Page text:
I received a card recently from mom and dad with a little memento.  It was a photo of a young boy with thick, oversized glasses and short, black flat hair looking back at the photographer.  As I peered into this young boys eyes I realized that I was looking back into the past at myself and that the younger me was staring right back at me into the future. In this old photo, I see my younger brother Joe kneeling in the background sorting through supplies to be put away with my help.  A fresh pile of 12 foot logs are in the photo scene from our wood gathering the day before.  Joe and I are working over top of the sawdust and bark laden ground of the wood pile and it is easy to see signs of spring melt around the edges of our workplace.  My older brother, Antoine’s Yamaha Enticer snowmobile is also pictured in the photo and I instantly recall thinking it was one of the hardiest and strongest machines I had ever seen. That little Yamaha put up with the abuse and pounding that my older brother had put it through.  He was a master snowmobile rider.

I can recall the location of this picture on the high bank of the Lakitusaki River in Polar Bear Provincial Park.  We were camped with Antoine, as he had stayed the winter there with mom’s uncle, who we all knew as Wapookoosheesh in Cree.  His Cree name actually means ‘mouse’ in English and it did not carry any negative European connotations. Rather, it was merely an affectionate nickname he was given at some point.  Wapookoosheesh was well known as one of the best hunters, trappers and traditional people on the coast who still followed a traditional lifestyle.  Antoine was in a way apprenticing under Wapookoosheesh to learn the history, culture and traditions of our people as they spent the winter together to hunt, trap, fish and explore my mom’s family traditional territories around Lakitusaki.

Oddly enough, Wapookoosheesh left the north in the spring and summer months to spend time with his family and friends in Ottawa rather than taking residence in our northern remote First Nation of Attawapiskat on the James Bay coast.  I always found it interesting that even with his traditional Cree background, after a lonely six months in the wilderness, he preferred the big city life to staying in a remote community with other Cree speaking people. I imagine he liked to bounce back and forth between these two worlds.

This photo of Joe and I was set in a long forgotten trading post called Lakitusaki in Cree and known in English as Lake River on the James Bay coast in the middle of Polar Bear Provincial Park.  It was taken during the last of the coldest winter weather in March of 1988 as we prepared for the upcoming spring hunt.  We were camped at Wapookoosheesh’s house, an old shack that had been built fifty or sixty years before by the Revillion Fur Trading company.  Fur trading in the early days was an important industry and it must have cost a fortune to build this two story house in the wilderness back then with locally sawn planks and imported tar paper.  It was considered so important that a decade or two after it was built, the entire building was actually moved a half a kilometre from its original location to in the middle of where the former community of Lakitusaki existed.  I imagine that it must have taken a lot of will, skill and care to move this large southern type house so far in the wilderness.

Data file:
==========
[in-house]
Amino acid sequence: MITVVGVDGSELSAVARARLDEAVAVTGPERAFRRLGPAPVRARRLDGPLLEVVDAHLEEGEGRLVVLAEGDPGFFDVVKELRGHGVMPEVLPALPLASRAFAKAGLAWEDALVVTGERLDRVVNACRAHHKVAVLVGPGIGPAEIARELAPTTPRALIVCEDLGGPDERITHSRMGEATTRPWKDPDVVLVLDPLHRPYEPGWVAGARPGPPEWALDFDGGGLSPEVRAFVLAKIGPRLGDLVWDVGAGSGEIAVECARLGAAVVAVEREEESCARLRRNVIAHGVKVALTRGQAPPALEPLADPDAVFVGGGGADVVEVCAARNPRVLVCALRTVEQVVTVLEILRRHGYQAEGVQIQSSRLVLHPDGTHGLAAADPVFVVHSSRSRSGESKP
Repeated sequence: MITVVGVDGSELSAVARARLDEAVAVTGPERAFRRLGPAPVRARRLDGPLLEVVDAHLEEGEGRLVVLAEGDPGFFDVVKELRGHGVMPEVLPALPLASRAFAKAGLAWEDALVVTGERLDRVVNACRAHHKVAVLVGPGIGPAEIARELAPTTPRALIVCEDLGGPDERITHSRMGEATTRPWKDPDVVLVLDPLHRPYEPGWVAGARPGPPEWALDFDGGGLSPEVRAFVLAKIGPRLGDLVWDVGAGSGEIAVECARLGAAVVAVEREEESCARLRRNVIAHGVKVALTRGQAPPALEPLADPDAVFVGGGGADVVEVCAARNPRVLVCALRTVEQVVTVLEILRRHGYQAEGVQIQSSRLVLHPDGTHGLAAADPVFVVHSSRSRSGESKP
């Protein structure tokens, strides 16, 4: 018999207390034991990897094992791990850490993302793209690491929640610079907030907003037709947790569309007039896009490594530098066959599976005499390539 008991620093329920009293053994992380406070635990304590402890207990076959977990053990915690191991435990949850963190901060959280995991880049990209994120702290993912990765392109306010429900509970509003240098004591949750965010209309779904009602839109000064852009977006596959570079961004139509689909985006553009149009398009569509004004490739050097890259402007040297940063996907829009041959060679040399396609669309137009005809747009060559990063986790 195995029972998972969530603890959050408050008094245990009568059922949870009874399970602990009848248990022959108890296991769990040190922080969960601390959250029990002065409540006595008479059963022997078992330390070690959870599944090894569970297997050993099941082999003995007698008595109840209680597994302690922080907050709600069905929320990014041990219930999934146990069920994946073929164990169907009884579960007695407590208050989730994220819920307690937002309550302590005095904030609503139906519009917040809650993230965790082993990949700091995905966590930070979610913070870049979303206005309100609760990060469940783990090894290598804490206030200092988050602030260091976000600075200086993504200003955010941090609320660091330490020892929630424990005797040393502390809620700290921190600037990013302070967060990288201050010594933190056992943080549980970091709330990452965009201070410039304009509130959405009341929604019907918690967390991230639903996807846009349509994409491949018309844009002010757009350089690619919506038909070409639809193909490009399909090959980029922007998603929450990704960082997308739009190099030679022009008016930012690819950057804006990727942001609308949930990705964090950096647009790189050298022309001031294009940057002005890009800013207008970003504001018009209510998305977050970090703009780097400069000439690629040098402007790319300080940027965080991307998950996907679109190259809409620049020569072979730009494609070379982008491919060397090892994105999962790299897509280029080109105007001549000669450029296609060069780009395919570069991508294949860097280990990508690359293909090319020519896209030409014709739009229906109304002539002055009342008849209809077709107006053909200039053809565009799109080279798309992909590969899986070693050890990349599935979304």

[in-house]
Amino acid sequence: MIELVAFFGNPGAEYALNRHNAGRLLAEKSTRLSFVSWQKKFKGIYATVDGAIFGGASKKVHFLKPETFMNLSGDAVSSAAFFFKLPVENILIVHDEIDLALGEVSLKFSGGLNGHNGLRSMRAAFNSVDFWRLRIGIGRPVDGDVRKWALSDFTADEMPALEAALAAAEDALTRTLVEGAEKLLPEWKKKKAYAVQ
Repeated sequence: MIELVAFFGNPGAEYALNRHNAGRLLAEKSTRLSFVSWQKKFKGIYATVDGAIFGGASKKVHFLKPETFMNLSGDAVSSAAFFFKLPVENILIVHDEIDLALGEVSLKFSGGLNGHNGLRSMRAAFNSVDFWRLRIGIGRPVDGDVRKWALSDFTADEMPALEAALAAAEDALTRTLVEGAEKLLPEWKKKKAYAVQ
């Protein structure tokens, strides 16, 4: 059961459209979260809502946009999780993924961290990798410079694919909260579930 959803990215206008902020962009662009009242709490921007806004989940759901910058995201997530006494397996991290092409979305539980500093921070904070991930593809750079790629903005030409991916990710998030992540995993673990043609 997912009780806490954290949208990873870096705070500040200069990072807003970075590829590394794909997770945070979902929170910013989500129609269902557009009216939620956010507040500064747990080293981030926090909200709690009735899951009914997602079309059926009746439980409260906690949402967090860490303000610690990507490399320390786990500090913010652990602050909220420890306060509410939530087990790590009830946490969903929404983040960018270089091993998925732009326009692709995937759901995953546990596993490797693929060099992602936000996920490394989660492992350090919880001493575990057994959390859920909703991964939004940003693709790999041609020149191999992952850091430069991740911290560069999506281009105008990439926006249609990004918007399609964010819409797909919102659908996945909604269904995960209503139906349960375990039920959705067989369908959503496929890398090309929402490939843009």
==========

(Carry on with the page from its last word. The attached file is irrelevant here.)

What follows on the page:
During our stay at Lakitusaki at the time of the photo, we took in the local sites and visited the remains of the old Catholic Church, a small one room building that could seat about forty people at one time.  We also visited the abandoned Hudson Bay store, a large building with an impressive front wall of store display windows and a large overhead sign advertising the company’s name.  At the time of our visit and long after the abandonment of the town of about 100 people the store front design of this large building was out of place as it faced an overgrown walking trail, the high bank of a river and the empty wilderness beyond.

Lakitusaki was an important place for my mom’s family.  They lived in a place called Nawashi River about 60 kilometres south of Lakitusaki and during the winter months, this old trading post was the family’s lifeline to basic equipment and food supplies such as lard, flour, sugar and tea.  It was the place where my grandfather Xavier Paulmartin and his brothers traded their furs to gain an income and provide for their families.  Mom has shared plenty of stories of making the trek from their family log cabin in Nawashi by dog sled and snowshoe up to Lakitusaki to trade furs and buy supplies or to attend important church services during the holidays.

When I talked to mom recently about Lakitusaki and Wapookoosheesh’s old cabin, she told me the sad news that it had been years since he returned north to the family hunting grounds.  His old cabin had actually burned down in a fire a few years ago.  The remnants of the historic church still stands as does the Hudson Bay building.  A few families from Attawapiskat still make the seasonal trek north to hunt, trap and fish on our people’s traditional territories and Lakitusaki remains an important destination for them.  It is like visiting a time capsule.  Thanks to mom and dad I had the opportunity to stare into my own eyes as a child and revisit the memories of Lakitusaki in a photo I will treasure forever.